Back home, Glauco, an industrial designer, finds his wife in bed with a serious headache. She has left him dinner but it is cold and Glauco decides to prepare himself a gourmet meal. While ... See full summary »
In the wake of Israel's 2006 bombardment of Lebanon, a determined woman finds her way into the country convincing a taxi cab driver to take a risky journey around the scarred region in search of her sister and her son.
Nada Abou Farhat,
Bill Thigpen, writer producer of the No.1 daytime TV drama was so busy watching his career soar that he never noticed his marriage collapse. Now, nine years later, living alone in Hollywood... See full summary »
Francois is a young carpenter married with Therese. They have two little children. All goes well, life is beautiful, the sun shines and the birds sing. One day, Francois meets Emilie, they ... See full summary »
Bamako. Melé is a bar singer, her husband Chaka is out of work and the couple is on the verge of breaking up... In the courtyard of the house they share with other families, a trial court ... See full summary »
The French dispatch a professional assasin to kill one of the richest businessman in Poland who cheated them in business dealings. State apparatus is illegally used by the corrupt ... See full summary »
Peter J. Lucas,
Jean-Michael and Claudine are the "78% normal" couple chosen to be analysed/manipulated through a series of tests in a monitored household for a French national experiment. The couple are only too happy, at first, to comply with the scientists who regularly interrogate them, seeing the whole set-up as little more than the chance to be the star exponents of a new game show. Occasionally (in the film's stronger sequences) a television announcer comments on their goings-on and chairs group discussions with "experts" who argue the meaning and validity of what they're watching.
The couple are at first bemused by the abundance of goods and possessions given to them by the state, but this soon palls as they are increasingly asked to define why they choose to do what they do. When the "Minister of the Future" comes to visit (with Godard and Fassbinder favourite Eddie Constantine in tow), Claudine is more interested in seeing an example of the Minister's ability to bend spoons - Uri Geller style than discerning what his policies or intention behind the whole project might be. Meanwhile, Jean-Michael becomes more argumentative, but no more enlightened, than his wife. Towards the end, their childish rebellion (involving the wanton destruction of their goods) leads to them being taken hostage by child revolutionaries who are just as unfocused as they are.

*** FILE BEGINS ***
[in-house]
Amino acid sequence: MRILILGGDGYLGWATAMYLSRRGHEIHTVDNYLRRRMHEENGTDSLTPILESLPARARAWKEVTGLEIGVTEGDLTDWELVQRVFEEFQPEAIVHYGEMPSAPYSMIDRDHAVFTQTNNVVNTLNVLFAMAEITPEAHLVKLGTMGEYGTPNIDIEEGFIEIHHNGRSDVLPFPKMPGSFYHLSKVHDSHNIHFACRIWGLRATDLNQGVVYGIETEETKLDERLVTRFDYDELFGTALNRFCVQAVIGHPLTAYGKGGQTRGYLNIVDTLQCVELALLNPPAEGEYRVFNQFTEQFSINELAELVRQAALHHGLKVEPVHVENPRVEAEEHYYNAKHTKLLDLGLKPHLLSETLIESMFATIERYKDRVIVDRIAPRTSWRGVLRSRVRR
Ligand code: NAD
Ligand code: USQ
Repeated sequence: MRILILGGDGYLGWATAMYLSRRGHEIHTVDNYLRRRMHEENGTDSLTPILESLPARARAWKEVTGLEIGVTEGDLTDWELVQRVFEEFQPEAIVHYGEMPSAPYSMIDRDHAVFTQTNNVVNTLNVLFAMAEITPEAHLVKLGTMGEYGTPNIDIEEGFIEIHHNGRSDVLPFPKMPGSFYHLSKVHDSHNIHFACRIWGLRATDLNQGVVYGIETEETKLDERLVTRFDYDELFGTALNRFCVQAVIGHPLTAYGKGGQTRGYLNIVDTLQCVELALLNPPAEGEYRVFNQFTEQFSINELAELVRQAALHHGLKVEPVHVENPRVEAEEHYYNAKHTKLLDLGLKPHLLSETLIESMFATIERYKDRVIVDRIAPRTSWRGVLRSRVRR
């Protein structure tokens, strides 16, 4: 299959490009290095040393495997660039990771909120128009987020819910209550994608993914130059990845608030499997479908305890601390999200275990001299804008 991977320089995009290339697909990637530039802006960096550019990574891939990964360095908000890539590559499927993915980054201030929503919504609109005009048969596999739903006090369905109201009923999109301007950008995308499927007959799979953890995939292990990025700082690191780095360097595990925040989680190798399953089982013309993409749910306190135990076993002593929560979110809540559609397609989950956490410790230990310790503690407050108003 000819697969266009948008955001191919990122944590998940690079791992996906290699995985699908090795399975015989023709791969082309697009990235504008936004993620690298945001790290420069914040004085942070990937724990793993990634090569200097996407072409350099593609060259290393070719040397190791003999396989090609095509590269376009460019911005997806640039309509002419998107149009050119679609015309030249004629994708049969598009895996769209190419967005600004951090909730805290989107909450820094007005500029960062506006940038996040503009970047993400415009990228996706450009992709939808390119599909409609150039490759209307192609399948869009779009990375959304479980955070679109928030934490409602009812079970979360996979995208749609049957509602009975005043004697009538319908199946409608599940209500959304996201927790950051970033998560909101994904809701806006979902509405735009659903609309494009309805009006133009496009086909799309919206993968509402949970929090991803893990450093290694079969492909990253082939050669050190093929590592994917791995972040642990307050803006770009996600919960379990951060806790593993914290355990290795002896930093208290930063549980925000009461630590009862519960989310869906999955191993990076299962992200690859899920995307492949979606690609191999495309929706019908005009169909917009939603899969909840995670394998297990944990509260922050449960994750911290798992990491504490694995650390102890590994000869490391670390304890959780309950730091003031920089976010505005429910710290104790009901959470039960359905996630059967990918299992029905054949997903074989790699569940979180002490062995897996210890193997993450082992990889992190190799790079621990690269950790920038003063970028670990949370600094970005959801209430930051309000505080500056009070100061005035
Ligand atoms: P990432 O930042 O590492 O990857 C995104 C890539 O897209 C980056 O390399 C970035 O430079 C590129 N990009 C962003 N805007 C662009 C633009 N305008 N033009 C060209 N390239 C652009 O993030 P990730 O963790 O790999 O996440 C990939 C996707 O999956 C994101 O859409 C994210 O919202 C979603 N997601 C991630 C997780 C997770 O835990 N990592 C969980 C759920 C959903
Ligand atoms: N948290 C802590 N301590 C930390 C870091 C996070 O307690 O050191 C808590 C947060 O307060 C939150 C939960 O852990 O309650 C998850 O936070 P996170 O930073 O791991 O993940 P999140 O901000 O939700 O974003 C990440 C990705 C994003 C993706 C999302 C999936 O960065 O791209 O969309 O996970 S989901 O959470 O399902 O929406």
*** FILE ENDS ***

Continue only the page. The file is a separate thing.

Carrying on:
Expatriate American photographer William Klein's little known film presents a presciently topical subject for our Reality TV/'Big Brother' saturated times. However, as a piece of cinematic art, it falls short of the mark. Displaying little of the flair of his earlier (if strident and still flawed) 'Mr. Freedom', the film suffers from low rent production values and sloppy camera-work. The use of annoyingly cheesy songs (which occasionally comment on the action) and Goodies/Benny Hill style sped-up camera tricks also contribute to weakening its bite.
Although the viewer is privy to the ruminations and manipulations of the two interlocutor scientists (who are a couple themselves) we are never let much further into their motivations, other than an interest in behavioural psychology and a desire to "change" things. Possibly a more concerted interest in contrasting the two couples would have provided a richer experience. The film also lacks any real discernible shape. It's as if Klein had written it piecemeal, filming each new set-up as he devised them. In the hands of someone much more assured, like Jean-Luc Godard (who is a pervasive influence on Klein's film work), this could be a lean and fearsome beast. The end result, while intriguing, remains flabby. Regardless of these shortcomings however, there are still glimmers of elucidation to be found in the quagmire.
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